Hawkins impresses with one of the best ever major championships efforts by a British male marathoner

The fantastic setting of London’s streets in front of big crowds with a truly world-class field surely made this the greatest ever World Championships marathon, if not quite the fastest.

The race started and finished on Tower Bridge and was held over a four-lap circuit, with the event organised by The Great Run Company.

Victory went to Boston Marathon winner Geoffrey Kirui.

The Kenyan, who has a 26:55.73 10,000m PB, did not have it all his own way but he eventually won by a massive 82 seconds from Olympic 10,000m bronze medallist Tamirat Tola.

The story from a British perspective was the superb performance from Callum Hawkins, who was the first European in fourth. It was one of the best ever major championships efforts by a British male marathoner.

Despite the race having a slow start, the Scot set a PB and ran the fastest ever time by a Briton in the World Championships.

The position matched unheralded Pete Whitehead’s superb fourth in 1995, but given the opposition and the time, there is no doubt Hawkins’ was the greatest performance.

The first 5km was a modest 15:58, which is just 2:15 pace as a huge pack were in contention.

Hawkins, who had completed just one race since his superb winter and there was doubt over his fitness, led through 10km in 31:35 with a pack of around 50 and the temp now lifting more towards 2:13.

The pace picked up further and the group was around 25 as Hawkins was ahead again after 40 minutes of running. The crowd in the stadium roared when it was shown Hawkins was leading on the big screens.

At 15km, Eritrean Amanuel Mesel was ahead in 46:56 with Hawkins 11th in 46:57 as the lead pack now numbered 31.

Hawkins was back in front sharing the lead at 20km in 62:15 but the crucial surge came just before halfway and three were away as the leaders passed halfway in 65:28.

The 5km stretch up to 25km was covered in a quite vicious 14:28 and the medals seemed to be between Kirui, Tola and Gideon Kipketer. They had a 12-second lead on Alpjonse Simbu (76:55) and London Marathon winner Daniel Wanjiru (76:58).

Hawkins was now back to ninth in 77:12, but had still covered that 5km inside 15 minutes and was clearly the top European born athlete, but at this stage he was trailing Turkey’s Kaan Ozibilen.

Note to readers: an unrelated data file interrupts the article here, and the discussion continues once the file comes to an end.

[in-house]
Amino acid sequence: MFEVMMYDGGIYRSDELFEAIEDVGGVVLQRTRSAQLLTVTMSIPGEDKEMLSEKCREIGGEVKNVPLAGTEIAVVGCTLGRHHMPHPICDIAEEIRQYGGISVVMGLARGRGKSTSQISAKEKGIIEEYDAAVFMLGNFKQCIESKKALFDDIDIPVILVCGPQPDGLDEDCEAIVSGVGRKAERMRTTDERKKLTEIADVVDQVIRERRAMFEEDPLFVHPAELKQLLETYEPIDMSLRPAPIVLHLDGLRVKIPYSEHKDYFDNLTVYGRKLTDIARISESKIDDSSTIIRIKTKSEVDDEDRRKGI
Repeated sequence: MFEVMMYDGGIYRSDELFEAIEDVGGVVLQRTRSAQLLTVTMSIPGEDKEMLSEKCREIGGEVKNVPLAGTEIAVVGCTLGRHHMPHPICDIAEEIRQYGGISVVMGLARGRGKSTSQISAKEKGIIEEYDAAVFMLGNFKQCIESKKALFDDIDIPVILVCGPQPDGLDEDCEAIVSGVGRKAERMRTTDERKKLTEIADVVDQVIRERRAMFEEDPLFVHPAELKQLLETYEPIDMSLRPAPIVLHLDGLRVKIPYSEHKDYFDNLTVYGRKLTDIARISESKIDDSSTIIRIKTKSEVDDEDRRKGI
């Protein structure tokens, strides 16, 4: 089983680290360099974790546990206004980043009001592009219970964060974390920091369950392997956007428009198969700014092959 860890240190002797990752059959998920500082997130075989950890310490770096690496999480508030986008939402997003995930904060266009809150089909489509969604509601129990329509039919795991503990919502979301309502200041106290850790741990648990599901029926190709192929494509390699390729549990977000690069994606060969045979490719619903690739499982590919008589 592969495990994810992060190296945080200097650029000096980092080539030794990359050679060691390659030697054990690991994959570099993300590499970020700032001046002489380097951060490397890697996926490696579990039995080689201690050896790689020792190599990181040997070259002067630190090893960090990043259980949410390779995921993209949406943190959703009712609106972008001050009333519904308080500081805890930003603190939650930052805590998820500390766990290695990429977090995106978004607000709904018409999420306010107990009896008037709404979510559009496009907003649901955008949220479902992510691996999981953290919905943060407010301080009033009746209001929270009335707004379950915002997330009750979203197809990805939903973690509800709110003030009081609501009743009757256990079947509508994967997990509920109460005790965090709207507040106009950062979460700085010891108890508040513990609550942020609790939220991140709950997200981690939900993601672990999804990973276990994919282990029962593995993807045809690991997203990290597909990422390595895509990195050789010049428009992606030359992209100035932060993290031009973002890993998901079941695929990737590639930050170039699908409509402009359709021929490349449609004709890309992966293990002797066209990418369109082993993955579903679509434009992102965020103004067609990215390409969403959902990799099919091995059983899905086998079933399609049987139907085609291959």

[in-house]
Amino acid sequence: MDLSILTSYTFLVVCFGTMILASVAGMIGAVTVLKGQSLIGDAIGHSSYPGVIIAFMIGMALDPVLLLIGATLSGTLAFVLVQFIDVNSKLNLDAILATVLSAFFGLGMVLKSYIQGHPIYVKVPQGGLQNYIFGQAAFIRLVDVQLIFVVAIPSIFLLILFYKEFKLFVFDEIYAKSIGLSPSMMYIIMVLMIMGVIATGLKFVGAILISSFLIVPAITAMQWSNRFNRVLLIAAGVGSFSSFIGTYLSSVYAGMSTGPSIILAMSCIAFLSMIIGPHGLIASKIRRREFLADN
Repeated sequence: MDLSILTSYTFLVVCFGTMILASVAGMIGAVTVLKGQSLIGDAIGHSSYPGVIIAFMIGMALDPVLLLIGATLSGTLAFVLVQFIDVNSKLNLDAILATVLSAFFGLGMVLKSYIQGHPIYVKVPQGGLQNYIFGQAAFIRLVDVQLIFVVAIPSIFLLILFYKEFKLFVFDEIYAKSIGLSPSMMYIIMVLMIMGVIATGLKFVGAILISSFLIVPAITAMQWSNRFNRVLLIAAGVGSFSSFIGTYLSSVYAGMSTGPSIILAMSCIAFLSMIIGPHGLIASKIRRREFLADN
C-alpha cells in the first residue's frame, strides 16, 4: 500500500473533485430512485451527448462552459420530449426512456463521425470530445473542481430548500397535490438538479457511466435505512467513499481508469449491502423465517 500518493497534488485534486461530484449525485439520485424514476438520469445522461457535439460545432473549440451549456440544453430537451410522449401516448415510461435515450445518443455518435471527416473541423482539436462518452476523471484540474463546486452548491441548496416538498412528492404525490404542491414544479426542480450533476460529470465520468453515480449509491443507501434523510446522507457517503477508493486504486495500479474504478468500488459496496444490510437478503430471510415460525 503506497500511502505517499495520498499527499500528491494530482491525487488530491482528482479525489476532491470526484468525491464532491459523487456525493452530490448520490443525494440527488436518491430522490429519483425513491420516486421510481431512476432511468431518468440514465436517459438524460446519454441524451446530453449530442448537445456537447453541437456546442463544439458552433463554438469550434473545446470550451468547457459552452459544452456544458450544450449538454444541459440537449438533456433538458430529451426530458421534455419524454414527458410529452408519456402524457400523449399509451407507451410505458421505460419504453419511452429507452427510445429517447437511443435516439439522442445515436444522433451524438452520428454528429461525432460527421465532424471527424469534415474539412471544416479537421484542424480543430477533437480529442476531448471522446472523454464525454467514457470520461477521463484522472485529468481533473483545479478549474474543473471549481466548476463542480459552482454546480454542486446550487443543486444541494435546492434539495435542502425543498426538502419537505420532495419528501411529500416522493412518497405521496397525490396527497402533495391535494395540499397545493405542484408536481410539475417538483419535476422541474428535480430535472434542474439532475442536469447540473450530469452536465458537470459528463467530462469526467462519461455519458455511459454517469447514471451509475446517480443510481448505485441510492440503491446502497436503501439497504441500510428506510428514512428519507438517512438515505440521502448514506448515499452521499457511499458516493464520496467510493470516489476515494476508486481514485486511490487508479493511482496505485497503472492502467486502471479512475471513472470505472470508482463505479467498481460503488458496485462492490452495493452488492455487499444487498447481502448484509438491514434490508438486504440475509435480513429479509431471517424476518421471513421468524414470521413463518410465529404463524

The fast pace continued and a 14:45 5km dropped Kipketer as Kirui led through 30km in 1:31:28 with Hawkins now eighth in 1:32:34. The leaders had covered the 10km between 20km and 30km in a destructive 29:13.

Around the 20 mile mark, Tola, who won in Dubai in a fast 2:04:11, surged clear and the race looked over as he quickly built up a 12 second lead.

However, clearly the surge was too much and he quickly slowed and Kirui had caught him at right on the 35km point in 1:46:11, with the Kenyan passing him easily.

By 40km, the Kenyan was through in 2:01:36, having slowed to a 15:25 for that last 5km. The lead was now 52 seconds with Tola taking 16:16 and the battle for gold was over.

Kirui eased back slightly as he finished on Tower Bridge but he still ran 2:08:27 and he covered that second half in 62:59.

Only Berlin (2:06:54) and Daegu (2:07:38) have seen quicker winning times in World Championships.

“This is easily the best moment of my career,” said Kirui. “I am so happy to win the world title and this was the best course and the best crowd I have seen at a marathon.

“I was not expecting to be world champion. I feared the Ethiopian because he had such a fast time, so I just followed my plan to 35km and then felt my body to see how I was doing. I was smart not to follow the Ethiopian. When he tried to take off I knew I had to hit my target at 35k then I started to move.”

The Ethiopian, who had had a 30-second lead for silver at 40km over Simbu, got anxious as the Tanzanian closed the gap in the last 2km but ultimately fell two seconds short with Tola timed at 2:09:49 to Simbu’s 2:09:51.

“I was sick,” Tola explained. “I was feeling the pain while I was running. I had a leg injury, my left achilles tendon, and I was treated for this leg injury in Germany by Dr Mueller-Wohlfahrt. Before the race I still felt a little pain. I am very happy and proud with my result and the course was difficult for me with so many curves and four laps, this makes it difficult for me. I have never run a course like this.”

Hawkins continued his late charge and he was up to fifth at 35km in 1:47:53, having taken 15;19 for that section and then a 15:34 got him past Kipketer at 40km.

He covered that last 2km quicker than those ahead but finished 26 seconds down on the medallists with his 2:10:27 which moved him from 27th to 17th all-time on the UK all-time lists.

“I didn’t care about the time and the PB was a bonus,” he said. “All that mattered was the position and I’ve worked really hard for this.”

Kipketer held on to fifth with former European champion Danielle Meucci in sixth.

Wanjiru did not enjoy his marathon as much as in April and was eighth in 2:12:16.

At 10km, both GB’s Josh Griffiths and Andrew Davies were back in the sixties in 32:00 which they maintained through 15km in 58:13 and they were still together at halfway in 68:02.

They found the second half much harder but Davies still came through the field well to end up a fine 31st in 2:17:59.

Griffiths finished 39th in 2:20:06.

A total of 71 athletes finished.

» Check out our dedicated online section here for more of the London 2017 latest and see the August 10 edition of AW magazine for full coverage